FrenchEdit

EtymologyEdit

From Middle French plaire, from Old French plaire, either from plaisir, from Latin placēre, present active infinitive of placeō, or alternatively derived from plaît, from plaisir.

PronunciationEdit

  • IPA(key): /plɛʁ/
  • (file)

VerbEdit

plaire

  1. (intransitive) (followed by à or preceded by an indirect object) to please (usually translated into English as like with exchange of the subject and object)
    Cet homme me plaîtI fancy that man (literally, “That man pleases me”)
    Cette robe me plaîtI like this dress
  2. (reflexive) to enjoy (oneself)
    Je me suis plu à Paris.I liked it in Paris.

ConjugationEdit

plaire and its derived verbs conjugate like taire, except that the third person singular of the present indicative may take a circumflex on the ‘i’.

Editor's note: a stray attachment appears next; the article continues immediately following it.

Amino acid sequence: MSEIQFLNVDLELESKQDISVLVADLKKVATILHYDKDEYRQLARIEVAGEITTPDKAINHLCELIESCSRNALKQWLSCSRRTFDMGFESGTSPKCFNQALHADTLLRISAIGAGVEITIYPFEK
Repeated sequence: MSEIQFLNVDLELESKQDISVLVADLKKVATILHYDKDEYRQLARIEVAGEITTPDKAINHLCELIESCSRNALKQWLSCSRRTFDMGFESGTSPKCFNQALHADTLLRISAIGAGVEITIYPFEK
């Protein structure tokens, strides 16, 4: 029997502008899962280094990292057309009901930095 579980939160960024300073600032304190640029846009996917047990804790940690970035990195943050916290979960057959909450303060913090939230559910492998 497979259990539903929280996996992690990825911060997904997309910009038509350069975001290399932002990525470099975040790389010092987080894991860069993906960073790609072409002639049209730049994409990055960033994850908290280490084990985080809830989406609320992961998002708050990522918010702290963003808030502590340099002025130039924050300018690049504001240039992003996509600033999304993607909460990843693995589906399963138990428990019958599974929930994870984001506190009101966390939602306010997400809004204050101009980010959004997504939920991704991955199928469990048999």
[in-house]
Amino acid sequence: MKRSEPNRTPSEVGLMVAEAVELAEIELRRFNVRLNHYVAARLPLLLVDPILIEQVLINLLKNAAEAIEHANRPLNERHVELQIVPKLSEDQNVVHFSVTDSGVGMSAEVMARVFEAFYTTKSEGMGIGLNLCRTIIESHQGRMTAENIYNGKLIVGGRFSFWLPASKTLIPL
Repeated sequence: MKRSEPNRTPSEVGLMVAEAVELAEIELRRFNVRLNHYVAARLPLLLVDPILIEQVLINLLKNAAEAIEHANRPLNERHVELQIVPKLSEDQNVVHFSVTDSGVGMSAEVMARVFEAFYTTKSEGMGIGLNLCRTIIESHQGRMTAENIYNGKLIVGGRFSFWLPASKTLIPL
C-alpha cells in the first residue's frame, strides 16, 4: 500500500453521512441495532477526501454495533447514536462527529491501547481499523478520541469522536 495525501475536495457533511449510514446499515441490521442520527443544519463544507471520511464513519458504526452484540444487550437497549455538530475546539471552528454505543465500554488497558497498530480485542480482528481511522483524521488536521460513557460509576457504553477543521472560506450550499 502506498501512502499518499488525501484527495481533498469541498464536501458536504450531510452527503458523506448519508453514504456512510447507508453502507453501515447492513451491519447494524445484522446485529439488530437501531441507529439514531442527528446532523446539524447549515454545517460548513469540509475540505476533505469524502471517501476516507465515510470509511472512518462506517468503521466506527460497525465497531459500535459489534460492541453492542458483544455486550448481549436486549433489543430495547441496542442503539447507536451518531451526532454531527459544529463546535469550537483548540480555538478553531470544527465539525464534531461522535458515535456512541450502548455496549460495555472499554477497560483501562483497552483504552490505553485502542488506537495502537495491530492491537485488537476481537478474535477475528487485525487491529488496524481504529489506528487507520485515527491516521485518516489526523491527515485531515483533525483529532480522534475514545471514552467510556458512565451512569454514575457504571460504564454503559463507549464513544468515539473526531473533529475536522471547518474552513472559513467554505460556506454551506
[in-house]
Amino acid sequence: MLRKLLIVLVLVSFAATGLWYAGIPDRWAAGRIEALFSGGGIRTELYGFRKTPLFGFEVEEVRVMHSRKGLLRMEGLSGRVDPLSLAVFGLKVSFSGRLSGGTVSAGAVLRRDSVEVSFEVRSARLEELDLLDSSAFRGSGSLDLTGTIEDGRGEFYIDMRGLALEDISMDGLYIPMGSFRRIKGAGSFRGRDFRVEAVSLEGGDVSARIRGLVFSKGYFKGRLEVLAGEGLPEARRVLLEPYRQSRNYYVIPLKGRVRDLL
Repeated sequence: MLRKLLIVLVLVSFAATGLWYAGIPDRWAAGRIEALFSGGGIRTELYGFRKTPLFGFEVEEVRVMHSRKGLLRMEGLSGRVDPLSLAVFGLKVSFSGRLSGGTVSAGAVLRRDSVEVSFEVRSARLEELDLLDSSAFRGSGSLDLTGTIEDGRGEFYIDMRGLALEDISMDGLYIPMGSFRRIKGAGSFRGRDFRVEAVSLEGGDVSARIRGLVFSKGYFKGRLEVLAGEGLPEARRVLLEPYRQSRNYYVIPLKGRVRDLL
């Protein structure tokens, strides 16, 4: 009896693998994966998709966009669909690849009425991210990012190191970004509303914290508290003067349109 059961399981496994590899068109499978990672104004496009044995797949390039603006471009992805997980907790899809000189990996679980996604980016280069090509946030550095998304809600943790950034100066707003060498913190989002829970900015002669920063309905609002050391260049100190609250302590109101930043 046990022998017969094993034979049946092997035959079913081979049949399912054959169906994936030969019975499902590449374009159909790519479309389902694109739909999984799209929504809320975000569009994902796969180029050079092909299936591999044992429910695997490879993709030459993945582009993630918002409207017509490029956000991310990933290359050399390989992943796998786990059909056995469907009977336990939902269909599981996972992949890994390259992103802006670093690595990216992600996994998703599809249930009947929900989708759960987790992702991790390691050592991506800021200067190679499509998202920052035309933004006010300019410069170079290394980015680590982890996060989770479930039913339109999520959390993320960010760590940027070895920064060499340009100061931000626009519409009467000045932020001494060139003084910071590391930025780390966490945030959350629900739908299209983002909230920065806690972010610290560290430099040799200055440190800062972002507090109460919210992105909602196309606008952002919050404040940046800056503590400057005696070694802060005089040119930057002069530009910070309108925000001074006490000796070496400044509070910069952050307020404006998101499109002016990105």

plaire and its derived verbs conjugate like taire, except that the third person singular of the present indicative may take a circumflex on the ‘i’.

Related termsEdit

Further readingEdit

AnagramsEdit


Middle FrenchEdit

EtymologyEdit

From Old French plaire.

VerbEdit

plaire

  1. to please

DescendantsEdit

  • French: plaire

Old FrenchEdit

VerbEdit

plaire

  1. alternative infinitive of plaisir.

ConjugationEdit

This verb conjugates as a third-group verb. This verb ends in a palatal stem, so there is an extra i before the e of some endings. This verb has irregularities in its conjugation. Old French conjugation varies significantly by date and by region. The following conjugation should be treated as a guide.